Testing the process of recruitment in general practice was undertaken by the EVIDEM team and in specialist clinics by NT DeNDRoN, but responsibility for subsequent six monthly follow-up and review did not clearly belong to either party and had to be decided through discussion. The situation was complicated by the organisation of research infrastructure in England, where three research networks may be involved in dementia research: DeNDRoN, the Primary Care Research network (PCRN), which recruits general practitioners for research projects, and the Comprehensive Local Research Network (CLRN), which funds the involvement of practitioners in research work. These three types of network do not have the same boundaries, so trilateral negotiations were necessary in different geographical locations to allow the EVIDEM team to test recruitment to the registry through general practice.

Data governance

A decision had to be made about who would ultimately hold and be responsible for the data collected in this way. The information sheets state that documents and registry data would be stored by the registry team at North Thames DeNDRoN. However, North Thames DeNDRoN is not a legal entity. As such, documents and registry data are stored by West London Mental Health Trust in accordance with agreements from North Thames DeNDRoN for the prototype, and are only accessible by the clinical and research staff within the involved NHS Trust's boundaries.



The North Thames DeNDRoN dementia registry is a pioneering project in the United Kingdom. This case study suggests that construction and population of a dementia research registry is feasible, but that the initial development is complex because of the ethical difficulties in dementia research and the organisational difficulties in embedding research projects in NHS clinical services. Recruitment from primary care has proved problematic; enrolment of patients is particularly costly in terms of staff time especially given the very small number of people with dementia identified who were not already known to specialist services. The logistics of recruitment in memory clinics was relatively easy to establish because of the concentration of patients and staff as well as the rigorous application of care pathways into which the recruitment process can be embedded. Even then, given the timescale of clinic attendance and the restrictions on obtaining informed consent, the recruitment process may take up to six months.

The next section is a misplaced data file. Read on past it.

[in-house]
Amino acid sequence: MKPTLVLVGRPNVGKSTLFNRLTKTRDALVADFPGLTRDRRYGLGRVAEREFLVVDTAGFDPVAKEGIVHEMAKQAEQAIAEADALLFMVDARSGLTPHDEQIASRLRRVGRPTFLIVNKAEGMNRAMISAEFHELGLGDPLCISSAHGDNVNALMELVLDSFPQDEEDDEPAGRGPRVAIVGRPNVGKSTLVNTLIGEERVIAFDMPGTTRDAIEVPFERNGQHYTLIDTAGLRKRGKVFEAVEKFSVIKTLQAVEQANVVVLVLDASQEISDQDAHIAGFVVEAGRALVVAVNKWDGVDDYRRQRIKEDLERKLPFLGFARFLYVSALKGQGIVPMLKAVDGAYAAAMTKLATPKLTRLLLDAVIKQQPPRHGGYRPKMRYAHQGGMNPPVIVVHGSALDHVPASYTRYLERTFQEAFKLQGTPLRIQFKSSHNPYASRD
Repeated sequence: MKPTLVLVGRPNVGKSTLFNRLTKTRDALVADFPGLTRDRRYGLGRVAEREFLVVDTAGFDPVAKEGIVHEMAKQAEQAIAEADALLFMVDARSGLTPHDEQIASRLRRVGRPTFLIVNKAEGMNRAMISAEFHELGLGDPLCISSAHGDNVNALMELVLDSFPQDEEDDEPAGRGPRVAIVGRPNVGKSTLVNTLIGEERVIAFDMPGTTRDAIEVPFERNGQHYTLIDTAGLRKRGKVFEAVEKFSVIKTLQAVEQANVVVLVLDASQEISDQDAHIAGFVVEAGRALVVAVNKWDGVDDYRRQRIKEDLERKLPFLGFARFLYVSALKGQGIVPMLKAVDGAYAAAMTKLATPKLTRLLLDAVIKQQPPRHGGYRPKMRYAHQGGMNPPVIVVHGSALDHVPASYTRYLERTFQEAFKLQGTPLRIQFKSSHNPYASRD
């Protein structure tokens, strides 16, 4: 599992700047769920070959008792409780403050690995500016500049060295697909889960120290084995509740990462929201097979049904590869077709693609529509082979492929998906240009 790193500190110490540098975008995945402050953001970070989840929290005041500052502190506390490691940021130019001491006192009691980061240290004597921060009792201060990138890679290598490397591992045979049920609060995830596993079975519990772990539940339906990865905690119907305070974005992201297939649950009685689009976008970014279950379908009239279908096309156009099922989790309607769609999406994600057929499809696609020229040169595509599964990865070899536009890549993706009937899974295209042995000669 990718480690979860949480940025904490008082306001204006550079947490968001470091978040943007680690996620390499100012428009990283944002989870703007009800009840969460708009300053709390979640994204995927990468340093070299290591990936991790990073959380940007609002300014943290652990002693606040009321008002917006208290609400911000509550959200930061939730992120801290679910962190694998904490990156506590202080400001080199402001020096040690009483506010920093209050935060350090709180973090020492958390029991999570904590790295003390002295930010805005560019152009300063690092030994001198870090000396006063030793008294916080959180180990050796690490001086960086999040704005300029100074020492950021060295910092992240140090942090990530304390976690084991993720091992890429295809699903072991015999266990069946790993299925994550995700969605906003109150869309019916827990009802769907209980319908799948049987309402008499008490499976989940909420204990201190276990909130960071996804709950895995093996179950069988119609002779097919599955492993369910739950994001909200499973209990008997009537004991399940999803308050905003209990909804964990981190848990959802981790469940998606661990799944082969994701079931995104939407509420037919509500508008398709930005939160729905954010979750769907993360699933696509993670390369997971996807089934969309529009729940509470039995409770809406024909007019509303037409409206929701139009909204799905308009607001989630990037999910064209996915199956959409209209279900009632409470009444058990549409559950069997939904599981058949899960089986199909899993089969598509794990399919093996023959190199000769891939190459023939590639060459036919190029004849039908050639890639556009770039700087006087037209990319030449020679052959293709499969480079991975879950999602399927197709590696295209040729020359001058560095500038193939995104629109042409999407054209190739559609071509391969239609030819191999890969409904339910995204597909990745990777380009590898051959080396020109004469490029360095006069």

Resource issues

Recruiting people with dementia to the registry through secondary care is still a resource intensive process. Potential registry members need to be identified as suitable, informed about the registry, met again to obtain consent and to capture information for the minimum dataset, and reviewed every six months to confirm their continued interest and update their dataset. The preliminary steps in gaining the necessary permissions and resources to establish the registry at a new site require effort (a manager able to devote sufficient time) and up to five months of preparatory work (decreasing as time and experience informs the process). However, early investment of effort will ensure that not only will local clinical teams be invested in the process but it also ensures that data collected thereafter will be both accurate and complete. The costs of developing and running the registry are core service support costs and will therefore be borne by the NIHR Clinical Research Network. DeNDRoN proposes to fund the registry through existing funds, given the current financial climate, but it is also part of DeNDRoN's five year strategy (2010-2015) to develop a broad coalition to secure appropriate funding arrangements for the registry in the longer term.